Tuesday Presser Transcript 8-28-12: Greg Mattison Comment Count

Heiko August 28th, 2012 at 9:50 PM

Greg Mattison


Can you talk about Quinton Washington emerging at nose tackle and moving Will Campbell to the 3-tech?

“What we’re looking for is getting the best four guys to be available to play inside. Q’s had a really good camp. Will’s had a good camp. So you kind of interchange those two to see which one makes that defense better, whether it’s one of them at the three and the other one of them at the nose. With so much trading and shifting and things like that, they both have to play the same position when they slide over, so it gives you an opporutnity to hopefully make yourself stronger rather than just having a true nose and that’s all he can play.”

Brennen Beyer is third on the depth chart. What does he have to do to move up?

“That group of three right there is never etched in stone. Brennen Beyer, I think, started out camp not as -- I don’t want to say tentative -- but not really realy playing as fast as I wanted him to play. Now the last week, though, he showed signs of being the Brennen Beyer of the spring. You’re going to see him play a lot. There’s no question about it. We got a group right there of guys, again, in the opening game, I don’t know how many plays you’re going to play -- you better have guys that can go in there, especially at that position because there’s a lot more running there. That’s a position that’s a defensive lineman sometimes and it’s a linebacker at other times, and he’s always got to run the farthest to chase the ball down … he has to be a guy that can run.”

Are Richard Ash and Nathan Brink at a point where they can play some quality snaps?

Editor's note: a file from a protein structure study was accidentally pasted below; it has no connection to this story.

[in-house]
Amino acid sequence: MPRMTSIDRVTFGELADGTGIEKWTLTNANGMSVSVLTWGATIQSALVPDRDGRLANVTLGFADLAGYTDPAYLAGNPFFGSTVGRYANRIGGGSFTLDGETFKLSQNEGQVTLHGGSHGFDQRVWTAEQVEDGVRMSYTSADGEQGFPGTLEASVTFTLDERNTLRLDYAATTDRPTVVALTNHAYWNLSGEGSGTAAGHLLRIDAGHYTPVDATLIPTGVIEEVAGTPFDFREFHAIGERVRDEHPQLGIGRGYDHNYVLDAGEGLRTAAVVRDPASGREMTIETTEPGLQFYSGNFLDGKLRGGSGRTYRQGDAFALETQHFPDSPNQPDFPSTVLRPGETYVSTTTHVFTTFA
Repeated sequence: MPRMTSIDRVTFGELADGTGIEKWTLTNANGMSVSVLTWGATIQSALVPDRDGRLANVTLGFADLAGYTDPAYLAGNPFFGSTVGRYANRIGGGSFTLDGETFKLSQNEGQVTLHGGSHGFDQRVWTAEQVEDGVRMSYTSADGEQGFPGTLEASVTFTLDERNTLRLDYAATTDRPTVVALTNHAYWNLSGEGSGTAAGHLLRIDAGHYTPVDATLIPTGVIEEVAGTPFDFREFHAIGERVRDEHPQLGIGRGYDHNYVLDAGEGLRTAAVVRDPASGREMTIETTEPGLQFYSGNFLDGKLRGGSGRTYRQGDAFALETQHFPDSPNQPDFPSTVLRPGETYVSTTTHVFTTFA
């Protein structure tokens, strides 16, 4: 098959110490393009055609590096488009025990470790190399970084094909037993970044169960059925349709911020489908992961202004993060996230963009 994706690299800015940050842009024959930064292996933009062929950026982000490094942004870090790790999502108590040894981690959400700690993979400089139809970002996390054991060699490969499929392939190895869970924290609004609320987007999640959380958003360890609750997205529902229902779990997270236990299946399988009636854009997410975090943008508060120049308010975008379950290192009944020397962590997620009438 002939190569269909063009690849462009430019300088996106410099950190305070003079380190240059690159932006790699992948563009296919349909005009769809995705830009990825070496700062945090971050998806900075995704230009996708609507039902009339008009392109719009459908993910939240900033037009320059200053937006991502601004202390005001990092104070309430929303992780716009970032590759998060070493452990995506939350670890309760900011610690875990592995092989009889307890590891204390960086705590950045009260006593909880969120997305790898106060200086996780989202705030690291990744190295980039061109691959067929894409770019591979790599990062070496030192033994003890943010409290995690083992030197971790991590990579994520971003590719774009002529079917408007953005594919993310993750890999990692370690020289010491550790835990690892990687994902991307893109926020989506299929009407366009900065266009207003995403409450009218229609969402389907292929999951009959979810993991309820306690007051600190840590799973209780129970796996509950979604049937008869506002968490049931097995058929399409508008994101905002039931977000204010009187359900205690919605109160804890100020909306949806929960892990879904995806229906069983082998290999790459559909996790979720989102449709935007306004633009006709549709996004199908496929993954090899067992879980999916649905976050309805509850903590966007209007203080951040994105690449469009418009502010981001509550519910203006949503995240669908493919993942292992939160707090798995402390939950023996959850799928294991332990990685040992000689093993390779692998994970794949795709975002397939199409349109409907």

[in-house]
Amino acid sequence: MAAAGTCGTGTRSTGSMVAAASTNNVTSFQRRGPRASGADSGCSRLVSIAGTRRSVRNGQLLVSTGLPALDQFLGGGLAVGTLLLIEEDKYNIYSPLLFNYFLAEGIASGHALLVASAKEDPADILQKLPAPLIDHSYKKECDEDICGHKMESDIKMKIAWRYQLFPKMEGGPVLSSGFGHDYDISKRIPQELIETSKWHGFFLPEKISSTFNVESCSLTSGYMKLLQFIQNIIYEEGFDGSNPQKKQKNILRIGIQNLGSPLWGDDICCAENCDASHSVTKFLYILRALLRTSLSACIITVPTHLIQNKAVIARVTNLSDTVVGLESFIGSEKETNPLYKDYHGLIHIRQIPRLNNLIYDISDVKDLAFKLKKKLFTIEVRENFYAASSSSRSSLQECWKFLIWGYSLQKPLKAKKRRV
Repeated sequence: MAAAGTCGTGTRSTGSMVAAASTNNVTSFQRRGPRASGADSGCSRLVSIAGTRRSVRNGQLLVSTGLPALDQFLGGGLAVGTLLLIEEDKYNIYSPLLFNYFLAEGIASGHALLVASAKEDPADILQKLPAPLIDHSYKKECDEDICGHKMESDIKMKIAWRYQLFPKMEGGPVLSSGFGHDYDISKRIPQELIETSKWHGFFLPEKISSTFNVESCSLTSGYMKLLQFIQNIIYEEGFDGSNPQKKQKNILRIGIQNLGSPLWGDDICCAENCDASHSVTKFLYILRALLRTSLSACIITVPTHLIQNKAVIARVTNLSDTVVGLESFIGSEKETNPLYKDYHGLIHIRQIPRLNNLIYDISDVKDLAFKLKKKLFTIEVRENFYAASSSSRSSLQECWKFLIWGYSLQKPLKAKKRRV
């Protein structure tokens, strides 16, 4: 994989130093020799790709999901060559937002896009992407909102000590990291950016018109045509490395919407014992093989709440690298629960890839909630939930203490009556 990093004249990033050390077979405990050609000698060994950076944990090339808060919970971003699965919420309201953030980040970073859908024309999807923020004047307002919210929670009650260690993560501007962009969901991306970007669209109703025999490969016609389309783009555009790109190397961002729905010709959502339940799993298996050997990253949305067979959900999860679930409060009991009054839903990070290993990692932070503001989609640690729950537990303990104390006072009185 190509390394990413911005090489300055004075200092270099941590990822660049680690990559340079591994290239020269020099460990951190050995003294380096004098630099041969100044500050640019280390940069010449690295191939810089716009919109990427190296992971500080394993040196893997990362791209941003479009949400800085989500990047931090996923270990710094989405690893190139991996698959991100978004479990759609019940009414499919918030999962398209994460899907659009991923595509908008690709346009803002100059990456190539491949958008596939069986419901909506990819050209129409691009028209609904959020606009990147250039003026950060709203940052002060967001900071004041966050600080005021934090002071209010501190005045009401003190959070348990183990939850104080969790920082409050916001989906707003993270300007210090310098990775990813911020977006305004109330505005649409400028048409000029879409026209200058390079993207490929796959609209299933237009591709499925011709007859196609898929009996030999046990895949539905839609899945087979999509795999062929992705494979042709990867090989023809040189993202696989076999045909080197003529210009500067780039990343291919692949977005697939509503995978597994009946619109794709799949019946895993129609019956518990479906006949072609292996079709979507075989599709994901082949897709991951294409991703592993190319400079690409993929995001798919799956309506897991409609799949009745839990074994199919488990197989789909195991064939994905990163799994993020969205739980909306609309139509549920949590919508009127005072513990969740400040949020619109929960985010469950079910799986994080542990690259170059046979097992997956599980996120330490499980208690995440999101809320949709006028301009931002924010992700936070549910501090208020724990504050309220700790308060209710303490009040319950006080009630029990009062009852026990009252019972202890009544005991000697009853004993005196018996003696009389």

“Yeah. You know how Brady is and we all feel the same way -- anybody that makes that trip on the defensive side of it has got to be ready to go in at any time [whether it’s the] second play of the game, the 32nd play of the game. We feel that anybody that makes that trip, if they go into the ball game, we expect them to play Michigan defense.”

Do you like the amount of pressure you’ve been able to get from the front four?

“You know, we’ve worked hard at it. The hardest thing is you don’t ever know if you’re getting pressure or not because that guy who doesn’t tie his shoes all the time just takes off running, and that makes what you’re doing -- you go, ‘Well, I don’t know if that would have been successful or not, but against him, I don’t think it will be.’ That’s one of the hardest things that we have to judge on defense because we do want to be a pressure team. When you’re pressuring, if a guy like Denard is taking off, it makes it look like it’s not a very good defense sometimes, but you can’t gear everything towards stopping Denard. That’s what we on defense have to always talk about. We have to get ready for the season. We can’t worry about what he’s doing to us.”

When did you make that change in mindset?

“That was last year. I think the first time we brought blitzes at Denard, when I first got here, I said, ‘Whoa! You don’t see that in the NFL.’ I said, ‘Well, we’re going to keep blitzing,’ and you keep blitzing and he keeps -- it’s kind of neat because the officials … Brady will blow the whistle and you say to the official, ‘He would have been tackled.’ And you’re looking on tape and you go, ‘I don’t think so.’ That’s something we have to work through. That’s something we can’t, on defense, get shell shocked or get nervous because of what you’d do against Denard because Denard can make you look really stupid.”

Alabama’s offense?

“Well they obviously have great speed at wide receiver. Anybody in the SEC will always have great speed, but Alabama shows that they have great speed at wide receiver. They have a tight end that’s 280 pounds. He’s a returner. I think he has 20-some starts in his career. He’s obviously a very established football player that can catch the ball. Whoever their running back’s going to be, it’s Alabama. That guy’s going to be the next guy, so we know that the offensive line is a very very strong point. The quarterback is a very good football player, but the other guys are very good players also. You’re just going to have to play the way we play and make sure everybody’s doing their job.”

What about their offensive line makes them so good?